eCommerce SEO: How Long Does It Take to See Results?
by Brittany Currie
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They say that patience is a virtue. Unfortunately, in today’s society of instant gratification, this attribute is in short supply for most folks.
However, when it comes to learning and practicing patience, search engine optimization can be a magnificent teacher.
The reality of the matter is that SEO is one of the single most important and impactful investments that online retailers can make for their business. As it stands, SEO ranks among one of the top ROI-producing marketing activities.
“If I had to pick one ‘best’ strategy when it comes to ROI, I’d choose content marketing and SEO–thanks to its multifaceted range of effects, permanent value, and potential for compounding returns, there’s just no better way to spend your marketing budget.”
There are a panoply of other such studies and statistics showing that SEO is one of the most critical strategies for merchants to deploy, which is why it continues to be an integral component to most businesses’ marketing blueprints.
Unfortunately, there is no definitive answer to this question as there are a multitude of variables involved that influence search optimization efforts, such as:
The current level of optimization
Content marketing effectiveness
In addition to these variables (and many others), it is also necessary to evaluate and take into consideration these same elements for the site’s competition.
It is essential to understand that even with concrete data on these factors, there is still no formula that can be used to answer how long SEO takes.
That said, in our experience, it can take the majority of a year or longer to see SEO efforts finally bear fruit.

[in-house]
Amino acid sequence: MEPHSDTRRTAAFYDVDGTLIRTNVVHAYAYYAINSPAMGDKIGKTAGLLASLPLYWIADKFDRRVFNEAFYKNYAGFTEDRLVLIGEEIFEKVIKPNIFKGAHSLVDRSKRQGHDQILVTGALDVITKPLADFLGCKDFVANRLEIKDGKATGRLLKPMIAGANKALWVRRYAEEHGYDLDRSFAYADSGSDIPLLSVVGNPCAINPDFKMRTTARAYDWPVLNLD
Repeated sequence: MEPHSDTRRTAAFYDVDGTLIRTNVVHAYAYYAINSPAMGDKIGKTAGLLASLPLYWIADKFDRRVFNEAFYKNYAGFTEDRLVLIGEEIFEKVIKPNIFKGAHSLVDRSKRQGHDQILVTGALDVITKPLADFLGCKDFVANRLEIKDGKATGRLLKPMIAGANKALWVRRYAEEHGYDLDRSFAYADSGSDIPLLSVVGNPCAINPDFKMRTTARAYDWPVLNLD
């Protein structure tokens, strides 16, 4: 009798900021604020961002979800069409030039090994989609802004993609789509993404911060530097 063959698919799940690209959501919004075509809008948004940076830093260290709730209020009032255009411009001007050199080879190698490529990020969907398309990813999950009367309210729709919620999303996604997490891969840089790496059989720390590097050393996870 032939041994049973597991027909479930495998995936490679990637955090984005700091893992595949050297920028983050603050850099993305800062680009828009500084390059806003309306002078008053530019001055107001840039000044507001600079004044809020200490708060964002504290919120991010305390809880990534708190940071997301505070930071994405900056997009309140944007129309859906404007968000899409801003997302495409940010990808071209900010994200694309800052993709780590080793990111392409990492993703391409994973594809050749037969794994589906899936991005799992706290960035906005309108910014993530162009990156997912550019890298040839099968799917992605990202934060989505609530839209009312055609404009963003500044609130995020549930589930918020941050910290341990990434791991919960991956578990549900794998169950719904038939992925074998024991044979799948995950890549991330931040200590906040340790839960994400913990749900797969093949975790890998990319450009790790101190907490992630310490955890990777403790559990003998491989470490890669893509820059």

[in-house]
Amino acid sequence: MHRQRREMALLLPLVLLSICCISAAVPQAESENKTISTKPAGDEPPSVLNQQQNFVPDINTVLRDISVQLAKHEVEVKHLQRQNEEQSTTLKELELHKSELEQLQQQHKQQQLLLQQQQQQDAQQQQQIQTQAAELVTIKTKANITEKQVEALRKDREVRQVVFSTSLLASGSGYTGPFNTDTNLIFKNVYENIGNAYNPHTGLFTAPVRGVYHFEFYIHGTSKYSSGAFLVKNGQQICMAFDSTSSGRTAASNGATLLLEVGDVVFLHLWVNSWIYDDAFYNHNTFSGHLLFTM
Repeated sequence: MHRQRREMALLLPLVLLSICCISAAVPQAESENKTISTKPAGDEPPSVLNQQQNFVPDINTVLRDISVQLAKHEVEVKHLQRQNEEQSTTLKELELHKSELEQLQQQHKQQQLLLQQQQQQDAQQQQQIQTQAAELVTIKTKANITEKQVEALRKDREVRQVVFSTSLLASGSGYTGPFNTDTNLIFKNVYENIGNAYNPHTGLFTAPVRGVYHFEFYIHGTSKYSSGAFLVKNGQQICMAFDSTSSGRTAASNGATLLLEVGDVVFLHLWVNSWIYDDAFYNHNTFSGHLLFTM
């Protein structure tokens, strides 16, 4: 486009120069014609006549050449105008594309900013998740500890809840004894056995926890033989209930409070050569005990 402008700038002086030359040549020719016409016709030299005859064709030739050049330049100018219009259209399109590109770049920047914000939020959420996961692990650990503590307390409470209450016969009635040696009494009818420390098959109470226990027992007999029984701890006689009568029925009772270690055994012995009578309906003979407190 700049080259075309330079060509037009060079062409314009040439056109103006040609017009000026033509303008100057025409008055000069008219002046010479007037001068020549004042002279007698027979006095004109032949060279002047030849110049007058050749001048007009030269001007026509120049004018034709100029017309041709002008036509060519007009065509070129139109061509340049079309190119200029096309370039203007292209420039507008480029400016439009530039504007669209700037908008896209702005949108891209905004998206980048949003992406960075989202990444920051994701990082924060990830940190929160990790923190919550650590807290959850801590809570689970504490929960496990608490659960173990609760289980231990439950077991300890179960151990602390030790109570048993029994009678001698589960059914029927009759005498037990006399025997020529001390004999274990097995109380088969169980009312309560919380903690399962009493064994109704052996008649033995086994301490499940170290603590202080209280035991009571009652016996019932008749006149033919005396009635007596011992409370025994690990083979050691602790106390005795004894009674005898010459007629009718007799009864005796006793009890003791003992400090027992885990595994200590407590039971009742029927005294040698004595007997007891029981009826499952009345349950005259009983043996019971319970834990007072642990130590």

While the “how long” question is almost impossible to answer with any degree of certainty, what can be answered more succinctly is why SEO takes so long to produce results.
Search Engine Optimization Gains: An Analogy
To gain an understanding of why SEO takes so long to work, it is best to use the classic analogy of diet and exercise.
Losing weight and building muscle requires a plan, discipline, dedication, repetition and time. An individual can’t hit the gym one day and expect to see the results the next. A person’s body must adapt to the diet and workout routine.
For someone to see the fruits of their labor, it is necessary that they put in work on a consistent basis, thus revamping their lifestyle by adopting healthier eating habits and habitually exercising for months–and sometimes years on end–to achieve their ultimate goal.
Retailers can’t expect that plugging in a few keywords on product pages, writing a few blogs and optimizing some meta descriptions will push them to the top of the SERPs.
Just like reshaping one’s body, SEO is a process that requires retailers to consistently seek out new on-site, off-site and technical opportunities that can elevate their pages over the coming months and years.
Additionally, this only speaks to the seller’s end of things. It also takes time for Google to recognize a website’s efforts and assign it the authority that it deserves for its contributions.
As retailers endeavor to optimize their store, search spiders will come to notice the work that has been put into the site (assuming that the rightstrategies for improving Google rankings are implemented) and compare the quality of the pages to others within the space. If the merchant’s pages are more relevant, authoritative, serve the intent of the search and are otherwise in line with Google’s quality standards, the destinations in question will be promoted.
In a nutshell, SEO is a long game that can require months or even years to prove to search spiders that the site is more valuable than those currently listed in the SERPs for a particular query.
As alluded to earlier, there are a variety of elements that influence the length of time it can take for retailers to rank at the top of Google’s results.
While we can’t list them all here, some of the most important elements that impact how long it will take for a seller’s SEO strategy to take hold include:
Domain Authority (DA)
Every website on the internet has aDomain Authority score. This figure is representative of how much authority a domain is given, based on a multitude of factors. These scores range from zero to 100, with the higher numbers being more influential.
The higher a site’s Domain Authority, the more visible that destination is likely to be in various search engines.
This begs the question: How does one increase their Domain Authority?
In order for a seller to increase their site’s DA, it is necessary tobuild better backlinks from high-quality websites and fewer from low-authority, potentially spammy destinations.